3 Frequently Asked Questions: Atrial Fibrillation: Rate versus rhythm control Questions: Which drugs are useful in the maintenance of sinus rhythm? What are the nonpharmacologic treatments? What are the benefits/risks of maintaining sinus rhythm? Answers: Several antiarrhythmic medications are useful in the maintenance of sinus rhythm including: Propafenone Flecainide Sotalol Amiodarone In the rate control arm, one may consider AV node ablation to prevent the rapid ventricular response to AF. Sophisticated pacemaker pacing algorithms can be used to prevent or to terminate AF, thus reducing AF burden. Other options in the rhythm control arm include ablation techniques to terminate AF. These can be catheter based, such as pulmonary vein isolation, or surgical such as radiofrequency (RF) or microwave ablation during open-heart surgery. The theoretical benefits of maintaining sinus rhythm are: improved quality of life reducing the risk of thromboembolism preventing atrial remodelling thus reducing the risk of recurrence of atrial fibrillation preventing tachycardia induced cardiomyopathy thus possibly reducing mortality The risks of maintaining sinus rhythm are: adverse drug effects, in particular: proarrhythmia, including Torsades de Pointes organ toxicity, especially with amiodarone increased ventricular rates during Afib/flutter, especially with drugs with class Ia and Ic properties symptomatic adverse effects, eg. GI, CNS toxicity the risk of thromboembolism surrounding conversion and during followup 32 Perspectives in Cardiology / October 2003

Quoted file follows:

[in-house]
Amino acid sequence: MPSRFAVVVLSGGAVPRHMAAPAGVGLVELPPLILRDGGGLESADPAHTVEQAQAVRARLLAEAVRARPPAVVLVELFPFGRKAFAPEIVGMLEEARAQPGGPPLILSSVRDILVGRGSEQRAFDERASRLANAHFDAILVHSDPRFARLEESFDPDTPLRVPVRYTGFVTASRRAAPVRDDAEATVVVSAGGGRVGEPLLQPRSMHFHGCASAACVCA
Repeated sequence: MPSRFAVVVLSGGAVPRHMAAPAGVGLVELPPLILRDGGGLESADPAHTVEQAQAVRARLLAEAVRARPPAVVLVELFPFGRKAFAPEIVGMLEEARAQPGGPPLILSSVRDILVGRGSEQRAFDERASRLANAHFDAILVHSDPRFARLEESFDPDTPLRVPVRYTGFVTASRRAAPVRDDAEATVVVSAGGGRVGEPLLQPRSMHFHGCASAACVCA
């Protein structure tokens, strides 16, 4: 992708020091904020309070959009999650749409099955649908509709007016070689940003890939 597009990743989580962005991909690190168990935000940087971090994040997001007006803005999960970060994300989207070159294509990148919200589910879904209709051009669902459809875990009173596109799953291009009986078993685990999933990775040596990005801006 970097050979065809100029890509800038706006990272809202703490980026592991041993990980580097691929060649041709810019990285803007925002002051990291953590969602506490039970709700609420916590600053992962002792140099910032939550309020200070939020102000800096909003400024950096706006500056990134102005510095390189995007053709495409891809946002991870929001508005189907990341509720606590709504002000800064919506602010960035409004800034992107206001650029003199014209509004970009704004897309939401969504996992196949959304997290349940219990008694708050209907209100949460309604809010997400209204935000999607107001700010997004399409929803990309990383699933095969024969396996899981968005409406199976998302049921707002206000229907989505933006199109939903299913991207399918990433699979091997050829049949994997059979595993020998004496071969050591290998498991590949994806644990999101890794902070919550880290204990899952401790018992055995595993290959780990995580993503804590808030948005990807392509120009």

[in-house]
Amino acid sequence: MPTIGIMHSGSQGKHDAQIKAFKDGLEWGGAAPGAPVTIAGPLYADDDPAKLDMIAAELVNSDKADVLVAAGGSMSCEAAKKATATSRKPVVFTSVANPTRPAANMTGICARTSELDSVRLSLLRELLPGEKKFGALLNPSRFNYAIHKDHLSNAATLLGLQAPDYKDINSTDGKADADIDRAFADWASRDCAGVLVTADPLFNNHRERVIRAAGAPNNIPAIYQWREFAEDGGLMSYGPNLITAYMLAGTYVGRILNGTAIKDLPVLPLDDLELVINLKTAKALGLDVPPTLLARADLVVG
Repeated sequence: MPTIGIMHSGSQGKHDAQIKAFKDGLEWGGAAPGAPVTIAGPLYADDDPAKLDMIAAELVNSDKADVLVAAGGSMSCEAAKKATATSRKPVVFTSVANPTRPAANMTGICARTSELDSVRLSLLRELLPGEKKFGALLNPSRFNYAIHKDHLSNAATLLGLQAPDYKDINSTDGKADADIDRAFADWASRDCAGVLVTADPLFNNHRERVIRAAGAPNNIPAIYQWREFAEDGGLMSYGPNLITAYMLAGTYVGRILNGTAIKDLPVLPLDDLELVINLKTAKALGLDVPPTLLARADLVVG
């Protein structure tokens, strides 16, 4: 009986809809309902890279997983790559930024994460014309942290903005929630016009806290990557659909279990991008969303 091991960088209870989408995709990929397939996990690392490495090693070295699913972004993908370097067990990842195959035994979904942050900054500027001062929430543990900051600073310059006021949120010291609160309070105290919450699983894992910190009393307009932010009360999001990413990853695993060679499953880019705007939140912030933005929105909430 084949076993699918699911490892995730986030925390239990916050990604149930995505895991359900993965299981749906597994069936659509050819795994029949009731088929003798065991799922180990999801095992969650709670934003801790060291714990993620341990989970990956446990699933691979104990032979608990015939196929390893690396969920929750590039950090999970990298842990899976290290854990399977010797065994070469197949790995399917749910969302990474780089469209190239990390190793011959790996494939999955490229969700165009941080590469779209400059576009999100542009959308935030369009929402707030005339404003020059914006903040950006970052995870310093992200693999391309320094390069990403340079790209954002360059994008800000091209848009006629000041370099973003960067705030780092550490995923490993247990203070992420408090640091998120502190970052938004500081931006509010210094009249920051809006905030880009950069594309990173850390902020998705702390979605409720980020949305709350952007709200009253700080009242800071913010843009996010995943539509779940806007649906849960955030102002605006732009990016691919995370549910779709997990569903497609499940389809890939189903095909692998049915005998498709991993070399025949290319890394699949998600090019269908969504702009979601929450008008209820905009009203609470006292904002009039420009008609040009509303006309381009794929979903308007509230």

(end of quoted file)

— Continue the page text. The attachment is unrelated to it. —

4 How do we interpret the results? While the AFFIRM study results may seem to indicate an advantage to the rate control strategy, the results may apply only to the In patients over 65, the prevalence of AF is 6% to 10% type of patient who was eligible for the study and was actually enrolled (requiring both the patients and treating physician s willingness to be randomized to a rate control strategy). The results are also not applicable to the younger patient population, who have no risk factors for stroke or death. Echoing the AFFIRM results, RACE, a European study (n=522) with similar objectives, also observed a trend toward a reduced incidence of death and other adverse events in the ratecontrol group (17.3% vs. 22.6%). RACE was a prospective randomized study of patients with recurrent, persistent AF. The central hypothesis was that rate control is not an inferior strategy compared to rhythm control. The pre-specified criterion for noninferiority was a difference of 10% or less in the primary end point, a result that was achieved in the trial. It may be inferred from the results of the previous two studies that attempting to restore and maintain sinus rhythm is deleterious for patients. It is more informative, however, to interpret the results in the context of the specific patient populations studied. The patients studied were elderly with at least one concomitant risk factor for stroke, and patients with recurrent persistent AF. In addition, they were presumably not so severely symptomatic that sinus rhythm restoration was thought to be absolutely necessary. Among these populations the strategy of rate control yields lower overall mortality, fewer strokes, and